I’ve been wanting to do some foreign travel for some time, but I just could not figure out where in the world to go. Some said “Belize, you’ve got to go to Belize.” And then someone else said Scotland, and well, I do love castles. I wanted to honeymoon in a castle when I was young and dreaming about such things.
But then the other day, as I was eating Indian fast food for lunch, I was invited to a wedding—in India. And in a moment, I knew I must go. I must go to the wedding, and I must go to India. I mean for crying out loud, I love elephants. I’ve always wanted to see some elephants, up close where they live, not in a zoo.
But India, I have to admit I don’t know very much. I read George Orwell’s “Shooting an Elephant” in school. That was depressing. I saw the movie “Gandhi.” That was inspiring and a bit depressing too.
OK, so let’s face it. I know nothing about India. It’s this mysterious place. Columbus thought he had found India when he arrived in North America. He obviously didn’t know very much about India either. The Taj Mahal, Bollywood, Slum Dog Millionaire, crime, lots of people, heat, poverty, nukes, Kashmir, and terrorist attacks on the hotel where I would like to stay. This is what the Western media has told me about India. A lot of my stuff is made in India.
I mean any one who reads this blog probably thought I was headed to Russia. I thought I was going to Georgia.
But India. It seems crazy and yet it seems right.
So what am I doing to prepare?
Hindi. I’m learning Hindi. I’ve decided that I will learn the syllabary, and I will learn a few niceties (please, thank you, you’re welcome, hello, good-bye, etc.), and I will learn food words and maybe some discomfort words: I’m so freakin’ hot. There are tons of free apps for learning Hindi script and vocab. Plus, there’s YouTube. I’ve got no excuse.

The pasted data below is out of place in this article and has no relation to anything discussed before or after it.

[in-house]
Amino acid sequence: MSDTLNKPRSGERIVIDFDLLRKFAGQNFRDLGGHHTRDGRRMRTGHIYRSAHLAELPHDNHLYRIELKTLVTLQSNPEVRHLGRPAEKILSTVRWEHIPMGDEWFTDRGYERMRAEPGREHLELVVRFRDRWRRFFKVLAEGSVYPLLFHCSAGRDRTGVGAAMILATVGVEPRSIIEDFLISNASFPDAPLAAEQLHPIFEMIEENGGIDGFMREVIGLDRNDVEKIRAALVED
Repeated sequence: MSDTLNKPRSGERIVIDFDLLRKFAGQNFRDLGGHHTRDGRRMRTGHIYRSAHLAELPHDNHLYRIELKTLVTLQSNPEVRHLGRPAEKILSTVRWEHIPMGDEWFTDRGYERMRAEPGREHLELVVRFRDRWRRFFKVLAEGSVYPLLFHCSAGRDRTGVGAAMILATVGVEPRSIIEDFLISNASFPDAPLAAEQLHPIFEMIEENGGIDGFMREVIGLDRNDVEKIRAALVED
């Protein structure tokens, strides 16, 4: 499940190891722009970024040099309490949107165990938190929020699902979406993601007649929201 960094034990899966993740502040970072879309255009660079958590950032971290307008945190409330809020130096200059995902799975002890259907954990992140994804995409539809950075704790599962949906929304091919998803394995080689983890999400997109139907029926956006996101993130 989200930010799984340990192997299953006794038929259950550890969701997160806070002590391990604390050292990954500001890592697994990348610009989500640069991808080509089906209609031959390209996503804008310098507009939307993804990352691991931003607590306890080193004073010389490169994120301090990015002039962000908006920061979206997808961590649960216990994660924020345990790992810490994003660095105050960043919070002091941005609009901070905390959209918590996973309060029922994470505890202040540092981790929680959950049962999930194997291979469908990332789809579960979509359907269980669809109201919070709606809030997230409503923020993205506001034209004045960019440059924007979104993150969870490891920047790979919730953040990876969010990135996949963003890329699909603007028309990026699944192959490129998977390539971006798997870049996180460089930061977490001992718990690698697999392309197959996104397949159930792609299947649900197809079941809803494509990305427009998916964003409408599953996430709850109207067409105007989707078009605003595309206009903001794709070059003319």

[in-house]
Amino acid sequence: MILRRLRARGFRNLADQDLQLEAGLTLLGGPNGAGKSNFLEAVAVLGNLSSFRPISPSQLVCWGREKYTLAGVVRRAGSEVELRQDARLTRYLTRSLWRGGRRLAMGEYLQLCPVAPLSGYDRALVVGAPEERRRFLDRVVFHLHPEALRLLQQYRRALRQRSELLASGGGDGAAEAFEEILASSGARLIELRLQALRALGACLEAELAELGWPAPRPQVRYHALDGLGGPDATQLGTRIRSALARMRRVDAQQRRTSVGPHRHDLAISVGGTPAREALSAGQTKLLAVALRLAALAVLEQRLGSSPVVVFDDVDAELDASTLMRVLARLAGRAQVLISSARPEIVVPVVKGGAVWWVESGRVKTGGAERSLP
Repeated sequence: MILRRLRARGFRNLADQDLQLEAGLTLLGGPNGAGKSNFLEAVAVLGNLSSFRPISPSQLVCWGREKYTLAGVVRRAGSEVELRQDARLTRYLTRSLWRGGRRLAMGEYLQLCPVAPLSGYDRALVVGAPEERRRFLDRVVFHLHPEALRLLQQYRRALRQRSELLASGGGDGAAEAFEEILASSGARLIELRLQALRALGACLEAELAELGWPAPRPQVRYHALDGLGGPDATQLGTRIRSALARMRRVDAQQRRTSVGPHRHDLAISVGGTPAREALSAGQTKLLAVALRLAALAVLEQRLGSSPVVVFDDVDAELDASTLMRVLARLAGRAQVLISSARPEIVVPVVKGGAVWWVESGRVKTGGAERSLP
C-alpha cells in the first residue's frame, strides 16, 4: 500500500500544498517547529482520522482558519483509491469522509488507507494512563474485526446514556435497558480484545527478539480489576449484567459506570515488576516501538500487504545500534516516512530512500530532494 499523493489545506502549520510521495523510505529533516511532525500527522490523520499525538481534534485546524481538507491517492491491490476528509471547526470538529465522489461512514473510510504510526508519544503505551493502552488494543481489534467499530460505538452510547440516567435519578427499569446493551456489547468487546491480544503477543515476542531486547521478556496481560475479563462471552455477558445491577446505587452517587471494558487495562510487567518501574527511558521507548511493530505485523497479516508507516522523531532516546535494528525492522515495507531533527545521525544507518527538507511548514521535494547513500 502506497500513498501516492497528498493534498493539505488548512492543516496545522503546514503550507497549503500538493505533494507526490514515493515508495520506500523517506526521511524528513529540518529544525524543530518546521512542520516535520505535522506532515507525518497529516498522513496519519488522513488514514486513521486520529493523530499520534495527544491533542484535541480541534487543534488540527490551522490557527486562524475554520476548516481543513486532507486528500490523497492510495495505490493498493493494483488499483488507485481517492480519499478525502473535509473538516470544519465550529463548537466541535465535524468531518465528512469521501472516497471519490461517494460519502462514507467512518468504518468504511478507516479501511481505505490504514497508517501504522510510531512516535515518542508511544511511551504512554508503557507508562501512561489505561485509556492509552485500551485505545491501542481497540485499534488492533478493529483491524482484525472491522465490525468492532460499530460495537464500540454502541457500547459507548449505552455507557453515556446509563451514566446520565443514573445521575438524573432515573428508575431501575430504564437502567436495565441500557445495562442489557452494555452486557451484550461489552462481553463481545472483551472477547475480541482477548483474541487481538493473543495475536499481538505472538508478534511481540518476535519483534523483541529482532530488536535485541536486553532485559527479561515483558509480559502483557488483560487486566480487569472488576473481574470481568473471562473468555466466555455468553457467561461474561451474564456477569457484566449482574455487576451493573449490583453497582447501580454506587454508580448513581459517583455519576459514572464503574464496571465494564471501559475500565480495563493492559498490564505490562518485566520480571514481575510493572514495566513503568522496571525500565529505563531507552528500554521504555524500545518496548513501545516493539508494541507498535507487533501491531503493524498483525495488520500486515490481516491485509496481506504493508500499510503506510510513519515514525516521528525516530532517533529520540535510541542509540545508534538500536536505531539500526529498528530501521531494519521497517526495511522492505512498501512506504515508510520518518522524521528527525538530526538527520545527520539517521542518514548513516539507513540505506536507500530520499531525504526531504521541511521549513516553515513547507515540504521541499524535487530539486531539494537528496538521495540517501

Google Maps. I love Google Maps. It’s so cool to have a bird’s eye view of an area, plus labels over what things are.
Applied for my passport.
Watched a video on how to tie a saree.
Still to do: figure out to blend into a crowd. This of course is a great reason to go shopping!I found some incredible clothing sites. Oh. My. Goodness. Indian clothes are beautiful! And, I want to blend in as much as possible. In Russia, that was easy. I just wore clothes bought there and kept my mouth shut. Instant Russian. This won’t be so easy in India. Not only is my skin white, it’s freckled. I’m clearly from the far north. My hair is light brown with reddish tones. The only things I’ve got going for me are my large dark eyebrows.
I’ve booked two hotels and have reserved the flight.
Started researching museums and national parks. This trek looks awesome: https://www.thrillophilia.com/tours/trek-to-the-great-himalayan-national-park-shilt-thatch
Found a list of wildlife sanctuaries: http://www.thrillophilia.com/blog/top-10-wildlife-sanctuaries-in-india/
And, researched a list of books to read:
- Behind the Beautiful Forevers by Katherine Boo
- The Upanishads, translated by Eknath Easwaran
- The Dhammapada translated by Eknath Easwaran
- The Bhagavad Gita translated by Eknath Easwaran
- The Ramayana translated by Ramesh Menon
- The Mahabharata translated by R. K. Narayan
- Maximum City by Sukheth Mehta
- A Free Man by Aman Sethi
- The Hindus: An Alternative History by Wendy Doniger
- A Strange Kind of Paradise by Sam Miller
- The Mountain Shadow by Gregory David Roberts
- Shantaram by Gregory David Roberts
- A Fine Balance by Rohinton Mistry
- Midnight’s Children by Salman Rushdie
- A Suitable Boy by Vikram Seth
- Not Only the Things That Have Happened by Mridula Koshy
- The Shadow Lines by Amitov Ghosh
- Chronicles of a Corpse Bearer by Cyrus Mistry
- God’s Little Soldier by Kiran Nagarkar
- Serious Man by Mann Joseph
- The Lost Flamingos of Bombay by Siddharth Dhanrant Shanghvi
- The Inheritance of Loss by Kiran Desai
- The White Tiger by Aravind Adiga
- A Matter of Rats by Amitava Kumar
- The Death of Vishnu by Mauil Suri
- Our Moon Has Blood Clots by Rahul Pandita
- The Art of Choosing by Sheena Iyengar
- Cobalt Blue by Sachin Kundalkar
- Train to Pakistan by Khushwant Singh